Wowza: Gymnastics, Religion, and Clusterfucks

So recently I posted an interview with an NCAA gymnast who said that she found the religiosity of her teammates trying at times. Later she was asked to have me take the interview down. I don’t know the whole story, all I know is she was told that she didn’t go through policy. Or something. Anyway, what she had to say has erupted all over the gymnastics internet. There are multi-page threads devoted to this interview. I love Courtney Kupets and Corrie Lothrop but they apparently weren’t as interesting when interviewed!
It’s a fascinating thing. I was tempted to leave the interview up, but I didn’t want repercussions to slam down on this athlete. On the one hand, I feel like she is an adult and I did say I’d be blogging it; however, goodness knows I have said too much occasionally and had to suffer the consequences. I remain really tempted to leave it, as I think it was a very good and very illuminating interview, but I don’t want to hurt this gymnast. Argh. Any advice?
Anyway, the interview really made me think. If I were a gymnast on a team that included several very religious gymnasts, I would have a hard time. I know, I’m a churchgoer, but I’m also a Unitarian Universalist–a bit different than your average hardcore Christian. I don’t always believe in god/God. I almost never believe in an afterlife. I am super socially liberal (ya think?) what with my insistence that all Teh Gays should be allowed to get married and we should, you know, TRUST WOMEN. I know, crazy ideas. I’m obviously going to hell. I get extremely annoyed, to put it mildly, when folks start using the bible/religion to justify hate. Nope, that’s hate, pure and simple.
But I digress.
Suffice to say that if I were a gymnast on a very religious team I too would feel uncomfortable. And apparently, on this team, the toned down version of religion is blessing food and group prayer. Now. That is NOT toned down. Separation of church and state much? If the students who find prayer helpful want to pray before meets, that is most certainly their right, and I’m sure it helps them perform better. (If there is a God, I doubt s/he is super worried about a gymnastics meet, what with earthquakes and poverty and abuse and things like that). But group prayer? No way. Not okay.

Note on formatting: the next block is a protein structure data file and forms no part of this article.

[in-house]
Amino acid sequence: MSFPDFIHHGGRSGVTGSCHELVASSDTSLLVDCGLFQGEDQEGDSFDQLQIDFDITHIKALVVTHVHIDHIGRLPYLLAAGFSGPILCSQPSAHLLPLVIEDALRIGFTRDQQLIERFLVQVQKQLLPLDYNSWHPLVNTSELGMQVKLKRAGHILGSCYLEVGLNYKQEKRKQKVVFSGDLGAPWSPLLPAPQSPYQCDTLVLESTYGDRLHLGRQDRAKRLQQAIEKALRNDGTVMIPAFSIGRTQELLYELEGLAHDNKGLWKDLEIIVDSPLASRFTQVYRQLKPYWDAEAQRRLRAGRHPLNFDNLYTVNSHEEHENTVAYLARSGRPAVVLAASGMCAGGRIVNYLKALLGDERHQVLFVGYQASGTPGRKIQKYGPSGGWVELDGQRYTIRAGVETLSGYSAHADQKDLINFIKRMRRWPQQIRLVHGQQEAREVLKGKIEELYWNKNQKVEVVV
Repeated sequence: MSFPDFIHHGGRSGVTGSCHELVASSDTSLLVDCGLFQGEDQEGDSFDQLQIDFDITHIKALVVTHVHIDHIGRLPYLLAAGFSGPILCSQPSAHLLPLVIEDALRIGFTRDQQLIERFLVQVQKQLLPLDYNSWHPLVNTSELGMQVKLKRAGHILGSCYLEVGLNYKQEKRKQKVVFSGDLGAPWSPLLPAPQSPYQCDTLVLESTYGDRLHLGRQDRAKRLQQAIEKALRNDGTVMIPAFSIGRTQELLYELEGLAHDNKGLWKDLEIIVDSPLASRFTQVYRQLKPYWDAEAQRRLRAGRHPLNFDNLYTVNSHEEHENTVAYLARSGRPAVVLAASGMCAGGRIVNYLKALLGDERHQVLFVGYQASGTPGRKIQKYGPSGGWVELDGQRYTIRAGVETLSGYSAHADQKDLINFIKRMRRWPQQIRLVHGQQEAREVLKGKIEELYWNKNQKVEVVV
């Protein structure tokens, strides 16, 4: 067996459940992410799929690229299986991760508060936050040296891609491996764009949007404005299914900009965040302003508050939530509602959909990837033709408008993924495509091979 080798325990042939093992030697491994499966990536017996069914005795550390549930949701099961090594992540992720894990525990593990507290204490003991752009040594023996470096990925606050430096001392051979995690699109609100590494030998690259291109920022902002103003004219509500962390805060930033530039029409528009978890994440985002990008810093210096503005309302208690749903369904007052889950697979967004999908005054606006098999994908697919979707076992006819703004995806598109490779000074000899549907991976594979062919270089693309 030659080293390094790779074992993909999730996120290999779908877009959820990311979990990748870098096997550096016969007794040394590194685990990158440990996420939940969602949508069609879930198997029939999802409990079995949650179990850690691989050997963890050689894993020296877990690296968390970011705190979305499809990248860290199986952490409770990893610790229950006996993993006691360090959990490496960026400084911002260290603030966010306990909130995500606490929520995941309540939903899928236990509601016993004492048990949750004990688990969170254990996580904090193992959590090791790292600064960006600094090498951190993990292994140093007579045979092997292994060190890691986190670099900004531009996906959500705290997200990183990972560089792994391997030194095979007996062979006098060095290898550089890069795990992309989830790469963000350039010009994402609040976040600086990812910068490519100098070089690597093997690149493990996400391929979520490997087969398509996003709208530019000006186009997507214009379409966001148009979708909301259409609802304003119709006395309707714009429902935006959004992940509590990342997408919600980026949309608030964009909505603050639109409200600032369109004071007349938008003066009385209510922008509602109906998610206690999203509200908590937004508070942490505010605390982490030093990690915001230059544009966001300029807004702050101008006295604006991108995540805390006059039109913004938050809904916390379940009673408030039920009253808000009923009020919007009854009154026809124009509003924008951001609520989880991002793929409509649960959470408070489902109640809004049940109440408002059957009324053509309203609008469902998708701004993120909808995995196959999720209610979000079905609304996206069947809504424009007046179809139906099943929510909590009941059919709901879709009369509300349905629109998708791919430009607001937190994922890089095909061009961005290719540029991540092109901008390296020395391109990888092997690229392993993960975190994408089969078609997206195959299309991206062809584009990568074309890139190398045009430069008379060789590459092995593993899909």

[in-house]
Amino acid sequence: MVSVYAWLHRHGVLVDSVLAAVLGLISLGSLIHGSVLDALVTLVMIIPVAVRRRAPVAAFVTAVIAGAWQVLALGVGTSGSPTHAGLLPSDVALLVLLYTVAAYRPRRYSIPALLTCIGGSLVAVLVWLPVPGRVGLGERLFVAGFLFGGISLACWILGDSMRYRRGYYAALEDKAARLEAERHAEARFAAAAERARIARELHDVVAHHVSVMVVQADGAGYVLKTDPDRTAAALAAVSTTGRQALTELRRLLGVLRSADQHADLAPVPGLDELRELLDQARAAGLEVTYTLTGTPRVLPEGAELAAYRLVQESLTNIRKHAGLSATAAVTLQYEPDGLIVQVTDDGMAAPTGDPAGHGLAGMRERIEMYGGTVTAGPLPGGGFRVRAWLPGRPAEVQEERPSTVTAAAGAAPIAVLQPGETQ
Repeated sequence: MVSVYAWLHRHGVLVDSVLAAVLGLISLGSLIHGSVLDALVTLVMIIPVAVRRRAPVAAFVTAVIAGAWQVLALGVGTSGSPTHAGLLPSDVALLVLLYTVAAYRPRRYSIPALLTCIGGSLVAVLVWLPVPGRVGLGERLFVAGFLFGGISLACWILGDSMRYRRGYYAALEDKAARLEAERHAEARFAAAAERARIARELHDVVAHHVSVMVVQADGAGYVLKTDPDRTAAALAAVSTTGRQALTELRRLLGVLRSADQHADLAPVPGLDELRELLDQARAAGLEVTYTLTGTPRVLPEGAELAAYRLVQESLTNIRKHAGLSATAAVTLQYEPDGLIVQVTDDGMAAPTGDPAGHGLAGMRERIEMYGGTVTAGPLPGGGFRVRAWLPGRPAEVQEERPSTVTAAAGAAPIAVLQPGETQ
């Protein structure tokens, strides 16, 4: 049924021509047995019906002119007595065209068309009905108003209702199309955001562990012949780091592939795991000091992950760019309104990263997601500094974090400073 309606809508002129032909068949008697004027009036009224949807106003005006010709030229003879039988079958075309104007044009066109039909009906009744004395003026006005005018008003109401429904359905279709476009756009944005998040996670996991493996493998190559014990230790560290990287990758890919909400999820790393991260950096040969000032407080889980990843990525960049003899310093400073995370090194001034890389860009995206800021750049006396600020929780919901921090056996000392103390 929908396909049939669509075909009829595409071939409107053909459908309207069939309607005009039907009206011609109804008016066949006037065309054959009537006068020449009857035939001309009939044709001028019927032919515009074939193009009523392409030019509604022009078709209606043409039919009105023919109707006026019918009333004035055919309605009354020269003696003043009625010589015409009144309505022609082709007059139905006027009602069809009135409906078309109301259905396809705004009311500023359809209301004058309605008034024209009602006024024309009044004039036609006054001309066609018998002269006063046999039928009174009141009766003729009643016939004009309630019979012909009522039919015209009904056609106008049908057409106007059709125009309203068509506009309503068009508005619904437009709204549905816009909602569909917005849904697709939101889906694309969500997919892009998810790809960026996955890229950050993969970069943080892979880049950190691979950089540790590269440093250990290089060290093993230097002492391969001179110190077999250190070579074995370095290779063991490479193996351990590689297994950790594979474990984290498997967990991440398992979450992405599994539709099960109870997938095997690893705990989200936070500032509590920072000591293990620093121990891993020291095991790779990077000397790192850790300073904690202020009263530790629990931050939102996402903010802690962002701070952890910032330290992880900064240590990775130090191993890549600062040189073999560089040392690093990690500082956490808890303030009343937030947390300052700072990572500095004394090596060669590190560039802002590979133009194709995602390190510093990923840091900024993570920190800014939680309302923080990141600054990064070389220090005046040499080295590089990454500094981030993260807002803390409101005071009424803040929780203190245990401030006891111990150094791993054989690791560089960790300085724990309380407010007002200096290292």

So that was interesting.
I know, I know, there’s no requirement for non-religious gymnasts to pray. But it’s a bit like the Pledge of Allegiance (I never say the Under God, do you? See: separation of church and state. See also: FUNDAMENTAL TENETS OF AMERICA). If the entire class is saying the Under God, don’t you think you are going to feel damn awkward not saying it? Don’t you think it might make you a bit of an outcast?
For the record, I don’t have a problem with, say, BYU praying together before a meet. I have a problem with BYU, sometimes, but not their praying, because they are a religious school. Says so on the website.
Also for the record: I don’t have a problem with religious folks. I have a REALLY BIG problem with those religious folks who use their beliefs to oppress others.
Bottom line: there are two sad things about this story. One is that this gymnast apparently didn’t feel especially safe in her beliefs on her team. The other is that saying that and having it acknowledged apparently kicked up some trouble for her. Given that she is an adult and responsible for her own decisions, I find this a bit stunning. I’m sure there is a media policy at this university. She probably didn’t follow it. But as a writer, it makes me really angry that I have to silence myself as well. As you can see, I am referring to this gymnast without using a name or school. If you comment please do the same. It’s a shame. I really don’t want to. I really don’t like censorship.

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6 responses

  1. Since Courtney Kupets is no longer part of the Georgia team and Lothrop is not yet a member of the Utah team they didn't have to go through any vetting process to talk to a blogger and neither of them made any sort of inflammatory comments. (although lothrop being a minor, I wonder if she needed permission from her parents?) I admire Kat for speaking up. I hope you will still be able to do more interviews in the future!

    March 3, 2010 at 5:56 pm

  2. It's interesting, because I think this highlights a central challenge of journalism – that the most interesting, most valuable information is often the information that people want to take back or shut down.I suspect you might find some interesting food for thought in a journalism member society's code of ethics, actually… Where they would take you, I can't guess.

    March 3, 2010 at 6:55 pm

  3. It is against the rules for gymnasts in College to do any interview without permission so taht is probably why.

    March 3, 2010 at 9:39 pm

  4. L

    Two things:1) I saw the interview before you took it down. One of the reasons I think the gymnast was so honest was because you did a great job asking the right questions.2) Policies unfortunately are important- and I think you did the right thing by taking it down.

    March 4, 2010 at 1:25 am

  5. That was one of the best interviews I ever read with a gymnast- how freaking typical it stirred up a shitstorm. Poor Kat. The gymnastics world can be so Stepford. I am glad I got to read that article before you took it down.

    March 7, 2010 at 1:58 am

  6. My thoughts if you are interested: http://olympicssportsnews.blogspot.com/2010/03/sports-and-religion.html

    March 7, 2010 at 6:25 am

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